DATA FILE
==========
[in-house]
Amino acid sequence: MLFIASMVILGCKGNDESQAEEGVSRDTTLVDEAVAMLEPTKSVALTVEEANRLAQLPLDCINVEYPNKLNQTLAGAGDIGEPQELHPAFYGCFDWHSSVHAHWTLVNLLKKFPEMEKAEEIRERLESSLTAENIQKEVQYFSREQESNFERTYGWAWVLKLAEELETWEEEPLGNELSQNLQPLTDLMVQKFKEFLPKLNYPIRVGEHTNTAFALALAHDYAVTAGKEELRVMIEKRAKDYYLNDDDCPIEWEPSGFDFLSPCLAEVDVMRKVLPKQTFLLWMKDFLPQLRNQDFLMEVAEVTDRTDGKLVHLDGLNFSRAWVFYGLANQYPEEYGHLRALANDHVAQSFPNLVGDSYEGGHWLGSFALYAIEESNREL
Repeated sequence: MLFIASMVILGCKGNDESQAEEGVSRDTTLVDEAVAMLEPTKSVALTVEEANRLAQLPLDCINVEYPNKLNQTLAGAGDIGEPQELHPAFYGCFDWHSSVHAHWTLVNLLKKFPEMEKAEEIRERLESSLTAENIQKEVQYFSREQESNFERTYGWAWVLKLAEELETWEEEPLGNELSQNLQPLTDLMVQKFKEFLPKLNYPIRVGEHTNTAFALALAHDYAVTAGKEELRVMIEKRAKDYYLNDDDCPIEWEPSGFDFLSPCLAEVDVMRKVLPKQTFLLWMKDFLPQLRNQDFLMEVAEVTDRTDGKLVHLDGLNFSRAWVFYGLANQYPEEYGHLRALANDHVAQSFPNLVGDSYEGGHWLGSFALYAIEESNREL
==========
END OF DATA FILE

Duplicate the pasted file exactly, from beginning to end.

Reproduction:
[in-house]
Amino acid sequence: MLFIASMVILGCKGNDESQAEEGVSRDTTLVDEAVAMLEPTKSVALTVEEANRLAQLPLDCINVEYPNKLNQTLAGAGDIGEPQELHPAFYGCFDWHSSVHAHWTLVNLLKKFPEMEKAEEIRERLESSLTAENIQKEVQYFSREQESNFERTYGWAWVLKLAEELETWEEEPLGNELSQNLQPLTDLMVQKFKEFLPKLNYPIRVGEHTNTAFALALAHDYAVTAGKEELRVMIEKRAKDYYLNDDDCPIEWEPSGFDFLSPCLAEVDVMRKVLPKQTFLLWMKDFLPQLRNQDFLMEVAEVTDRTDGKLVHLDGLNFSRAWVFYGLANQYPEEYGHLRALANDHVAQSFPNLVGDSYEGGHWLGSFALYAIEESNREL
Repeated sequence: MLFIASMVILGCKGNDESQAEEGVSRDTTLVDEAVAMLEPTKSVALTVEEANRLAQLPLDCINVEYPNKLNQTLAGAGDIGEPQELHPAFYGCFDWHSSVHAHWTLVNLLKKFPEMEKAEEIRERLESSLTAENIQKEVQYFSREQESNFERTYGWAWVLKLAEELETWEEEPLGNELSQNLQPLTDLMVQKFKEFLPKLNYPIRVGEHTNTAFALALAHDYAVTAGKEELRVMIEKRAKDYYLNDDDCPIEWEPSGFDFLSPCLAEVDVMRKVLPKQTFLLWMKDFLPQLRNQDFLMEVAEVTDRTDGKLVHLDGLNFSRAWVFYGLANQYPEEYGHLRALANDHVAQSFPNLVGDSYEGGHWLGSFALYAIEESNREL